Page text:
A big, attractive cast in a generally raffish mood. An epic tale full of magical metamorphoses. Rambunctious star-struck mythology in a somewhat picaresque mode. With all that, the frothily entertaining Stardust should have been fuller and more satisfying than it turns out to be.
Odd casting choices and some undercooked comedy may be part of the problem, but the film’s nonchalantly irreverent approach to epic mythology remains one of its prime qualities. And casting against type—Claire Danes as the fallen-star/princess bride, Robert De Niro as a closet-case space pirate, Michelle Pfeiffer as an aged witch pursuing an endless series of magical facelifts—is among the real amusements in this otherwise half-heartedly offbeat entertainment.
Charlie Cox is appealingly goofy in the role of Tristran, the tale’s cheerfully naïve, doggedly sweet and persistent hero figure. But he is also a focal point of the film’s tendency to undercut the more barbed elements in its comic/fantastic adventures. Likewise, the ostensible daring in De Niro’s giddy performance also sinks into something more conventional and coy.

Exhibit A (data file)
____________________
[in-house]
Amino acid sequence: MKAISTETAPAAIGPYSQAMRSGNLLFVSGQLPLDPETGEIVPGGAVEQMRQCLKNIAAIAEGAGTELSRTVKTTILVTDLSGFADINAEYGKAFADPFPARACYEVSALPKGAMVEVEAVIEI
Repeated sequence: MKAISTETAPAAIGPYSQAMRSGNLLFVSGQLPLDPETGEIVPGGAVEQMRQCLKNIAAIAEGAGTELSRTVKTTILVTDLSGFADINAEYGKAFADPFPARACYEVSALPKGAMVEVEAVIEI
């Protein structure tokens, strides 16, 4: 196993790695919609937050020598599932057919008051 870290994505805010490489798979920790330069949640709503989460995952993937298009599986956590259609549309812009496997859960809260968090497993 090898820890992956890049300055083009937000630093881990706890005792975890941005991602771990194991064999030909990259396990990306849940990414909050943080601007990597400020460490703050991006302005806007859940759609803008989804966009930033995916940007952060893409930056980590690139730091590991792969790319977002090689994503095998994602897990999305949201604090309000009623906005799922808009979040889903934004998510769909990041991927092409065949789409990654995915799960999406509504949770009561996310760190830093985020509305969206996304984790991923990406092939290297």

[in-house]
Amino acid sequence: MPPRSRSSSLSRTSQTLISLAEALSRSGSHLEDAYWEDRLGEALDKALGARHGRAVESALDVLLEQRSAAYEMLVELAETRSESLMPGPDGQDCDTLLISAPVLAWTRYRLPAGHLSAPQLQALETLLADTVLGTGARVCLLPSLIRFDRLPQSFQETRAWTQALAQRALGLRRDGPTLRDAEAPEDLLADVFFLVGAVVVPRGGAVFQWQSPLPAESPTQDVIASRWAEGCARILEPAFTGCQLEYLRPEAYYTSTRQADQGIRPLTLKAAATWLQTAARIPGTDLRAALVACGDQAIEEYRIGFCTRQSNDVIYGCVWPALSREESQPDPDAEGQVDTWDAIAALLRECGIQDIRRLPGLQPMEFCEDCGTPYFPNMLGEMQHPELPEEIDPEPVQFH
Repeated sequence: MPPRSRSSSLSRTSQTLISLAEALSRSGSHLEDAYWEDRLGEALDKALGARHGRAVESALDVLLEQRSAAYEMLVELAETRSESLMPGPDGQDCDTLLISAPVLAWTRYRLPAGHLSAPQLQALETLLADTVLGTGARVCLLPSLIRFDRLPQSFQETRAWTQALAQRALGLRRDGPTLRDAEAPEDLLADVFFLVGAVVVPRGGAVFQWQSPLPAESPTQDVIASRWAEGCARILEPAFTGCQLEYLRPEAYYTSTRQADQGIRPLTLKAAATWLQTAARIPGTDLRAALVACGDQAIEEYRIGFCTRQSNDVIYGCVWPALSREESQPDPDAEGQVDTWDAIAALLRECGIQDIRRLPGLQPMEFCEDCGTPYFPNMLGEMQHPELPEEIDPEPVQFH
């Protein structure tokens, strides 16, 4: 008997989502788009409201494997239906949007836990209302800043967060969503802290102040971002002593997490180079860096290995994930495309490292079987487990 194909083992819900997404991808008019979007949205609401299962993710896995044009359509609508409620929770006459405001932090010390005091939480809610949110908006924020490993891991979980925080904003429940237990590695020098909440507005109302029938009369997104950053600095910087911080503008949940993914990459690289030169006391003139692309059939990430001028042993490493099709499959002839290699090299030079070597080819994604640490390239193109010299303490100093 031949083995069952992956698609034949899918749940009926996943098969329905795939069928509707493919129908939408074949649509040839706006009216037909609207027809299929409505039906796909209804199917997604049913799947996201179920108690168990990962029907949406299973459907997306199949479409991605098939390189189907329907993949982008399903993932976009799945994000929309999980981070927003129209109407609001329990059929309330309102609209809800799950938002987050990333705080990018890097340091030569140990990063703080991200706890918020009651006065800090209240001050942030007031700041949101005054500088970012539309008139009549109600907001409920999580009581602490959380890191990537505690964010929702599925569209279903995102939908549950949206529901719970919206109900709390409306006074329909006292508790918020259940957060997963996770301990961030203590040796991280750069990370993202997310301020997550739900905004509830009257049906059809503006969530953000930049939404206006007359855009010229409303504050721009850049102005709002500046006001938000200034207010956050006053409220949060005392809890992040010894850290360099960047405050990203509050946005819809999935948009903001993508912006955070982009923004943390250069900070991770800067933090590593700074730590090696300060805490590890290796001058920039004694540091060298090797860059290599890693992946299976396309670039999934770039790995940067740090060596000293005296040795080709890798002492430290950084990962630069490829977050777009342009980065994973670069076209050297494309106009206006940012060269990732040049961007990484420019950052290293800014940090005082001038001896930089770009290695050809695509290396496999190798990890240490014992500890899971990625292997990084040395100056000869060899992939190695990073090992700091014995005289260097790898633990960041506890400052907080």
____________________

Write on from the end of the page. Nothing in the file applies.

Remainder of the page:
A chaste sort of ribaldry is also part of the one performance that really sustains its quirky edge—Pfeiffer’s wackily witchy arch-villain. Peter O’Toole, Ricky Gervais, Mark Strong, Kate Magowan, and Stephanie Hill all make strong but rather brief and entropic impressions. Director Matthew Vaughn gets surprisingly little out of the tale’s host of ramshackle witches and its ghostly mock-chorus of murdered princes.
I don’t know the Neil Gaiman novel on which this production is based, but it would seem to have much more to offer than Vaughn and company are able to manage.